Mangrove Track and Tallebudgera Creek Conservation Walk
Tallebudgera Conservation Park walk is not well known, it’s part of a network of bushwalks around beautiful Burleigh Heads, and there are two options to access this walk.
|Where is this Mangrove Track?|
View Where is David Fleay’s Wildlife Park? in a larger map
After a morning at David Fleay Wildlife Park, why not check out the wildlife outside the park?
Down the ramp to the Mangrove Track, they call it a track but it’s actually a combination of both boardwalk and track through the Mangroves, it skirts around the outside fencing and then continues for another 860m along Tallebudgera Creek to Ocean Parade, Burleigh Heads.
This is a wonderful introduction to bush walking right in Burleigh Heads; you have the diversity of the mangroves, before the crystal clear waters of Tallebudgera Creek appear.
Mangrove Track Section- 600 metres
- Take the boardwalk through the mangroves – distance 600metres
- Sunhat, sunscreen and insect repellent a must!
The mangroves do have a smell about them, it’s all that rotting vegetation but keep in mind the importance to the ecosystem they provide and you will look at them in a different light.
Research indicates that 75% of all fish spend sometime in the mangroves, so when you are enjoying that seafood basket remember that some of that food on your plate spent sometime in a mangrove in Queensland…Enjoy!
The Mangroves Natures Supermarket
Once people thought of mangroves as swamps, wetlands, waste ground, and full of rotting vegetation just useless eyesores to be removed or filled in and drained. Unfortunately this ignorance still persists.
In reality these waters below your feet on the boardwalk are full of life, a living nursery to marine life full of nutrients and living matter.
To the traditional people these mangroves were a virtual supermarket and pharmacy supply location.
The Kombumerrie Aboriginals knew when to harvest, the food sources available throughout the year. It’s reported that festivals were planned around the time when food sources were available and abundant, many hundreds would attend.
Read the signage along the boardwalk it will enrich your appreciation of the mangroves. Read more at this link
When you arrive at the observation deck, you will notice the path takes a sharp left.
Continue along this track to Ocean Parade Burleigh Heads. Before continuing on just stop a while and read the plaque about the importance of the mangroves place in the food chain. (Remember that fish dinner)
Stop and read the plaques, this photo on your left reveals something important…
When you look at the nutrient rich waters and the birdlife on this stretch water, just think if this were North Queensland you would be watching out for Crocodiles, but the only Crocs here are behind you at the David Fleay Wildlife Park.
Tallebudgera Walk to Ocean Parade Burleigh Heads – an additional – 860 metres
The next section is the Tallebudgera Conservation walk, a diverse change compared to the Mangrove Boardwalk. Not too far along the path is a sign with Scott Derrick Place inscribed on it.
After reading this plaque look to the right and you will see a worn path to the water’s edge, not sure why, perhaps this is where Scott Derrick would tell stories about the sea. From this location you can see Tallebudgera Bridge and mystic Burleigh Headland.
Or maybe it’s a popular spot to fish; I like to think this was a spot that Mr. Derrick visited and the commemorative plaque was placed here to remember him. The whole area right to Burleigh Headland (Jellurgal) is of importance to all aboriginal people.I am sure there is some significance here...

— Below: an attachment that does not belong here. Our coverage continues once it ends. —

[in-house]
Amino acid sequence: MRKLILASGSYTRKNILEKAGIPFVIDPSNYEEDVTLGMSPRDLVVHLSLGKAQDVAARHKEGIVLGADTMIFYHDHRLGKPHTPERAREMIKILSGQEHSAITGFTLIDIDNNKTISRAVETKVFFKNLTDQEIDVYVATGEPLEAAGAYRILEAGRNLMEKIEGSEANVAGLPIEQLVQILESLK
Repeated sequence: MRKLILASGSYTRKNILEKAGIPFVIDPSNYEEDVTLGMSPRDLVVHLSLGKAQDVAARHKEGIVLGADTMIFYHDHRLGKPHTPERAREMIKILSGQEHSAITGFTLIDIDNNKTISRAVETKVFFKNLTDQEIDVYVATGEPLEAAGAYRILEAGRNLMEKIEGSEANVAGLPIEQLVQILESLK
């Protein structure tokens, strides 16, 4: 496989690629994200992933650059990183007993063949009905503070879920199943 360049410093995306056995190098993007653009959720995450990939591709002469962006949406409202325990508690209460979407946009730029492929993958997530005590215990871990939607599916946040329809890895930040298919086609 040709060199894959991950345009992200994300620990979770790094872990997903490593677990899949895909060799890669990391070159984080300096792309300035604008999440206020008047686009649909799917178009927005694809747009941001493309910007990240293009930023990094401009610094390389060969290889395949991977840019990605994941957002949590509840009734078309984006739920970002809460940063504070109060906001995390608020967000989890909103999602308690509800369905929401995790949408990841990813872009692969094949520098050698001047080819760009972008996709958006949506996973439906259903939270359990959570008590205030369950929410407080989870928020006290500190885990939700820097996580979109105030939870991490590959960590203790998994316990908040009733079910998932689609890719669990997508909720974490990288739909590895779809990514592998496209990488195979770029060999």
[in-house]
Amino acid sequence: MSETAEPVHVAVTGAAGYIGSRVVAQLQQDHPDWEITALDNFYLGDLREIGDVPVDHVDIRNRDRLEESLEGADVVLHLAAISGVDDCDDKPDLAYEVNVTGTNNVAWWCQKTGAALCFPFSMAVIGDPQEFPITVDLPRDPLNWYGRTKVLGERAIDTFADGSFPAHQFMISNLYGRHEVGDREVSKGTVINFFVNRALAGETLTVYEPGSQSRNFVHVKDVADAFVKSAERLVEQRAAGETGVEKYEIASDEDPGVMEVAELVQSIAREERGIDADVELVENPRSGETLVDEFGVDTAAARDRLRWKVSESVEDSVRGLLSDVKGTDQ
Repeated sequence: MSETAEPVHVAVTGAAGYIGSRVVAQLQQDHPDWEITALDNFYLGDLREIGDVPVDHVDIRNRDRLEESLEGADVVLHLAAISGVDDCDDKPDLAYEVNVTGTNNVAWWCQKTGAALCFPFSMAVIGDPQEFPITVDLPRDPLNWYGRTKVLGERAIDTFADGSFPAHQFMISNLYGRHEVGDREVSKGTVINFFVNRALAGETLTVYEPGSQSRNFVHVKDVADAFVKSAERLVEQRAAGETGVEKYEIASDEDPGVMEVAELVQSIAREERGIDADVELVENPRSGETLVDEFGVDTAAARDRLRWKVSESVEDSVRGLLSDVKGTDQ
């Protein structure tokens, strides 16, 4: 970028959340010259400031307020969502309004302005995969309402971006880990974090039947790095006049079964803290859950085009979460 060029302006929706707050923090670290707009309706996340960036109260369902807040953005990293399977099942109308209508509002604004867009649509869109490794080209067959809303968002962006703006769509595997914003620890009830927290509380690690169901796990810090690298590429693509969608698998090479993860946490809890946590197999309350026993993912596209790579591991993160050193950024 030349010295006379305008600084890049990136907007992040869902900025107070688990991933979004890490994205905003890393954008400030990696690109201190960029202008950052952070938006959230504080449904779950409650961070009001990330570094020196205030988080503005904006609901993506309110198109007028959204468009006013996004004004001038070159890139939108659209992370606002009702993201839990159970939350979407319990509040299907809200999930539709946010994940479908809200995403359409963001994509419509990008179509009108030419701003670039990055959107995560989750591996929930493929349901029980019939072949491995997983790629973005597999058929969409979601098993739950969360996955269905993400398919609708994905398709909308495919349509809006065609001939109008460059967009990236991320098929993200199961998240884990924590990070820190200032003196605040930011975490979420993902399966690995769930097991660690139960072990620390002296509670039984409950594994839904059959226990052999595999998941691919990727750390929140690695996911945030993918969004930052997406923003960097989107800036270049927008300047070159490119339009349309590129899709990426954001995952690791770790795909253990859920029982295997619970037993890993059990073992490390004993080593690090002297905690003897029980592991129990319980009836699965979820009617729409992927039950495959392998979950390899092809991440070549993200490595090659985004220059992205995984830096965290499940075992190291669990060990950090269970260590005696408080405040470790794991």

Next time you are walking across Tallebudgera Bridge if you look straight down the creek you will see your present location in the form of dense trees. (Approximately)
Continuing along the bush track you are going to be in for a treat, the rich nutrient dark waters will be replaced with the clear clean waters of Tallebudgera Creek, it is spectacular along here.
Rainforest right to the waters edge sand islands offshore with small trees and the birdlife is prolific. Taking these two walks is an added bonus after visiting the wildlife park, if the timing is right who knows what you might see.
Further along this 860metre additional walk is signage warning about a ‘Landslip area ahead’ the ground is unstable during heavy rains, so the walk can be closed.
Take seriously this signage don’t try and continue on if the gate has been locked.
There are a couple sections of the walk called ‘a washout’ actually it’s two small gullies where a large timber bridge was originally constructed but due to cost they haven’t replaced them.
So be very careful here if you are not sure-footed or you have young children, the track has been downgraded and no longer has wheel chair access.
There are quite a few steps going down into the ‘wash out’, I wouldn’t recommend taking a stroller if you are walking alone.
You will need assistance if you have a small child.
What I like about this leg of the bush walk is all the timber bridges you have to cross, the rainforest is quite dense here and at times the view of the creek disappear completely only to emerge and reveal its pristine waters.
Best time to walk is early in the day…to catch the birdlife
Early in the day you will hear the Sulphur Crested Cockatoo screeching overhead and Lorikeets squealing, fascinating place for overseas visitors to get the feel of the Australian bush without travelling to the Gold Coast Hinterland.
Finally the bush track will end at the top of the hill at Ocean Parade, and it’s time to walk back.
One thing about retracing your steps is you see the location from a different angle and if photos are your thing undoubtedly you will be snap happy.
|Take a Virtual Walk on the Tallebudgera Conservation Track|
Take a Fly-Over of the Location Below